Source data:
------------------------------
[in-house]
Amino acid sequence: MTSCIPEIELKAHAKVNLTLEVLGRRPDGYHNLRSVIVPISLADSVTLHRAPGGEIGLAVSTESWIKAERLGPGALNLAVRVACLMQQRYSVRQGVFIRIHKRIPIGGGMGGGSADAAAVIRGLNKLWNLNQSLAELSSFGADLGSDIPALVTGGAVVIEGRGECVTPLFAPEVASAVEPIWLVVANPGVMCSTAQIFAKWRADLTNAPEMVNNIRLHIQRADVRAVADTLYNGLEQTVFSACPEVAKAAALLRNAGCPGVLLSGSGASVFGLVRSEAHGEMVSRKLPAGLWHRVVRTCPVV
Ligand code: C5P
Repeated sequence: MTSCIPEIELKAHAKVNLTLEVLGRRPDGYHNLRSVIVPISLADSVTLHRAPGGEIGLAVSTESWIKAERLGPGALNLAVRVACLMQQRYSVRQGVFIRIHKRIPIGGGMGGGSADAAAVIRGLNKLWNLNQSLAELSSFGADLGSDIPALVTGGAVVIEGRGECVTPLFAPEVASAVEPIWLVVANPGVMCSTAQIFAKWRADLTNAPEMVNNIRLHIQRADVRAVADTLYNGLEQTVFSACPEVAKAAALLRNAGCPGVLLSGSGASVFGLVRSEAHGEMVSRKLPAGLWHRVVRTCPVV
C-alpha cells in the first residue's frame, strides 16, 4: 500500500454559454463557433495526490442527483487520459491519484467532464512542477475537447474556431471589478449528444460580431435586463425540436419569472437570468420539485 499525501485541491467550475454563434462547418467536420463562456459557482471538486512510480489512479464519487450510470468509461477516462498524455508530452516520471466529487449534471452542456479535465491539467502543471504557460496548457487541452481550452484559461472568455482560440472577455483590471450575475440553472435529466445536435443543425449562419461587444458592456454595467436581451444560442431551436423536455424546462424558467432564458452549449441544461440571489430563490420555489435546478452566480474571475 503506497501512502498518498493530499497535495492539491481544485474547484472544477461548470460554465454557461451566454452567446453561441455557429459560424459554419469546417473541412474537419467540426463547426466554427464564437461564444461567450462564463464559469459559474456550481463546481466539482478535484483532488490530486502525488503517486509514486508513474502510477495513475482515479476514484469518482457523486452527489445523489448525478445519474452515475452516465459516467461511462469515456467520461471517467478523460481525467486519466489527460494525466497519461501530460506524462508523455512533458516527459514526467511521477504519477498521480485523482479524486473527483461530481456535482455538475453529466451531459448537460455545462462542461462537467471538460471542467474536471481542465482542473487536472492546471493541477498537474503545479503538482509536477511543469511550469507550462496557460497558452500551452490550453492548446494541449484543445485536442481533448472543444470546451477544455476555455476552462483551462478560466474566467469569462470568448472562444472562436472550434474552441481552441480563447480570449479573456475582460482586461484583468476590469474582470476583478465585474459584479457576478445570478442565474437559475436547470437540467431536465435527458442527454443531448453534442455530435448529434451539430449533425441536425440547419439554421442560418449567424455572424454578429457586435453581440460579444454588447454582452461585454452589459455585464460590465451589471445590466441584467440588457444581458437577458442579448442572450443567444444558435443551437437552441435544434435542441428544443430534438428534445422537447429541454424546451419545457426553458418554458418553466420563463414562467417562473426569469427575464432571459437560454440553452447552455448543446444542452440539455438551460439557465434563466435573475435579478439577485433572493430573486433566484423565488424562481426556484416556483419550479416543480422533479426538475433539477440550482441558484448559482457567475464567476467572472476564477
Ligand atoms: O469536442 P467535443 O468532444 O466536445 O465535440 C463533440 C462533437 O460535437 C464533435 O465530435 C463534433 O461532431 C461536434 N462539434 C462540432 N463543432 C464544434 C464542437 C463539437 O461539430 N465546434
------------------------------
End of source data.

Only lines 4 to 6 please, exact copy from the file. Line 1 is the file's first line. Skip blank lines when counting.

Repeated sequence: MTSCIPEIELKAHAKVNLTLEVLGRRPDGYHNLRSVIVPISLADSVTLHRAPGGEIGLAVSTESWIKAERLGPGALNLAVRVACLMQQRYSVRQGVFIRIHKRIPIGGGMGGGSADAAAVIRGLNKLWNLNQSLAELSSFGADLGSDIPALVTGGAVVIEGRGECVTPLFAPEVASAVEPIWLVVANPGVMCSTAQIFAKWRADLTNAPEMVNNIRLHIQRADVRAVADTLYNGLEQTVFSACPEVAKAAALLRNAGCPGVLLSGSGASVFGLVRSEAHGEMVSRKLPAGLWHRVVRTCPVV
C-alpha cells in the first residue's frame, strides 16, 4: 500500500454559454463557433495526490442527483487520459491519484467532464512542477475537447474556431471589478449528444460580431435586463425540436419569472437570468420539485 499525501485541491467550475454563434462547418467536420463562456459557482471538486512510480489512479464519487450510470468509461477516462498524455508530452516520471466529487449534471452542456479535465491539467502543471504557460496548457487541452481550452484559461472568455482560440472577455483590471450575475440553472435529466445536435443543425449562419461587444458592456454595467436581451444560442431551436423536455424546462424558467432564458452549449441544461440571489430563490420555489435546478452566480474571475 503506497501512502498518498493530499497535495492539491481544485474547484472544477461548470460554465454557461451566454452567446453561441455557429459560424459554419469546417473541412474537419467540426463547426466554427464564437461564444461567450462564463464559469459559474456550481463546481466539482478535484483532488490530486502525488503517486509514486508513474502510477495513475482515479476514484469518482457523486452527489445523489448525478445519474452515475452516465459516467461511462469515456467520461471517467478523460481525467486519466489527460494525466497519461501530460506524462508523455512533458516527459514526467511521477504519477498521480485523482479524486473527483461530481456535482455538475453529466451531459448537460455545462462542461462537467471538460471542467474536471481542465482542473487536472492546471493541477498537474503545479503538482509536477511543469511550469507550462496557460497558452500551452490550453492548446494541449484543445485536442481533448472543444470546451477544455476555455476552462483551462478560466474566467469569462470568448472562444472562436472550434474552441481552441480563447480570449479573456475582460482586461484583468476590469474582470476583478465585474459584479457576478445570478442565474437559475436547470437540467431536465435527458442527454443531448453534442455530435448529434451539430449533425441536425440547419439554421442560418449567424455572424454578429457586435453581440460579444454588447454582452461585454452589459455585464460590465451589471445590466441584467440588457444581458437577458442579448442572450443567444444558435443551437437552441435544434435542441428544443430534438428534445422537447429541454424546451419545457426553458418554458418553466420563463414562467417562473426569469427575464432571459437560454440553452447552455448543446444542452440539455438551460439557465434563466435573475435579478439577485433572493430573486433566484423565488424562481426556484416556483419550479416543480422533479426538475433539477440550482441558484448559482457567475464567476467572472476564477
Ligand atoms: O469536442 P467535443 O468532444 O466536445 O465535440 C463533440 C462533437 O460535437 C464533435 O465530435 C463534433 O461532431 C461536434 N462539434 C462540432 N463543432 C464544434 C464542437 C463539437 O461539430 N465546434